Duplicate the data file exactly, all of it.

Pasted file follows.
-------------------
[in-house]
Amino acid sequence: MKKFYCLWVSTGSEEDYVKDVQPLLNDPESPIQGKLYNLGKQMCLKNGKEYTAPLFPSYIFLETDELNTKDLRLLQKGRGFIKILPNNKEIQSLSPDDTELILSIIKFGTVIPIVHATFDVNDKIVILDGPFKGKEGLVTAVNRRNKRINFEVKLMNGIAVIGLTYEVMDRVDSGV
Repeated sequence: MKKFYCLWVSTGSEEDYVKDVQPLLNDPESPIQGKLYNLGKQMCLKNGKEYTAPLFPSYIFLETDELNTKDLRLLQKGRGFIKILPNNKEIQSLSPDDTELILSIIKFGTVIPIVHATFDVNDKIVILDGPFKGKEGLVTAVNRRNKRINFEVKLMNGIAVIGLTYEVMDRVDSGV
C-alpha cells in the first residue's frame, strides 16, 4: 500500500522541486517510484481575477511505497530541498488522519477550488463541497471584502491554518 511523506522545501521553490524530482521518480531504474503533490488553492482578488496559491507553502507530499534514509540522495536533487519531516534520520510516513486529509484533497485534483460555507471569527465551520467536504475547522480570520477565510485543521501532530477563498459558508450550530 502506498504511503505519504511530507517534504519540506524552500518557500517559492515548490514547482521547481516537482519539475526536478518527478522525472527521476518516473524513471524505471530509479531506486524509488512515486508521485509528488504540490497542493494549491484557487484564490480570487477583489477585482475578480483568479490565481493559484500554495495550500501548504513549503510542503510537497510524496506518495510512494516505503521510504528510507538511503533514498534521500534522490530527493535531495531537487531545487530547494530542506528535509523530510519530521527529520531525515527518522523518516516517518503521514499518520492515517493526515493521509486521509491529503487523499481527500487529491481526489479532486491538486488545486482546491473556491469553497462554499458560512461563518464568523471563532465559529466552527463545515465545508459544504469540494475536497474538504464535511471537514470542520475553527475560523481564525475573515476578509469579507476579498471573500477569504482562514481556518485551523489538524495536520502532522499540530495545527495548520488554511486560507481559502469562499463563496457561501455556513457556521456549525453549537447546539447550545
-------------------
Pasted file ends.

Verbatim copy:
[in-house]
Amino acid sequence: MKKFYCLWVSTGSEEDYVKDVQPLLNDPESPIQGKLYNLGKQMCLKNGKEYTAPLFPSYIFLETDELNTKDLRLLQKGRGFIKILPNNKEIQSLSPDDTELILSIIKFGTVIPIVHATFDVNDKIVILDGPFKGKEGLVTAVNRRNKRINFEVKLMNGIAVIGLTYEVMDRVDSGV
Repeated sequence: MKKFYCLWVSTGSEEDYVKDVQPLLNDPESPIQGKLYNLGKQMCLKNGKEYTAPLFPSYIFLETDELNTKDLRLLQKGRGFIKILPNNKEIQSLSPDDTELILSIIKFGTVIPIVHATFDVNDKIVILDGPFKGKEGLVTAVNRRNKRINFEVKLMNGIAVIGLTYEVMDRVDSGV
C-alpha cells in the first residue's frame, strides 16, 4: 500500500522541486517510484481575477511505497530541498488522519477550488463541497471584502491554518 511523506522545501521553490524530482521518480531504474503533490488553492482578488496559491507553502507530499534514509540522495536533487519531516534520520510516513486529509484533497485534483460555507471569527465551520467536504475547522480570520477565510485543521501532530477563498459558508450550530 502506498504511503505519504511530507517534504519540506524552500518557500517559492515548490514547482521547481516537482519539475526536478518527478522525472527521476518516473524513471524505471530509479531506486524509488512515486508521485509528488504540490497542493494549491484557487484564490480570487477583489477585482475578480483568479490565481493559484500554495495550500501548504513549503510542503510537497510524496506518495510512494516505503521510504528510507538511503533514498534521500534522490530527493535531495531537487531545487530547494530542506528535509523530510519530521527529520531525515527518522523518516516517518503521514499518520492515517493526515493521509486521509491529503487523499481527500487529491481526489479532486491538486488545486482546491473556491469553497462554499458560512461563518464568523471563532465559529466552527463545515465545508459544504469540494475536497474538504464535511471537514470542520475553527475560523481564525475573515476578509469579507476579498471573500477569504482562514481556518485551523489538524495536520502532522499540530495545527495548520488554511486560507481559502469562499463563496457561501455556513457556521456549525453549537447546539447550545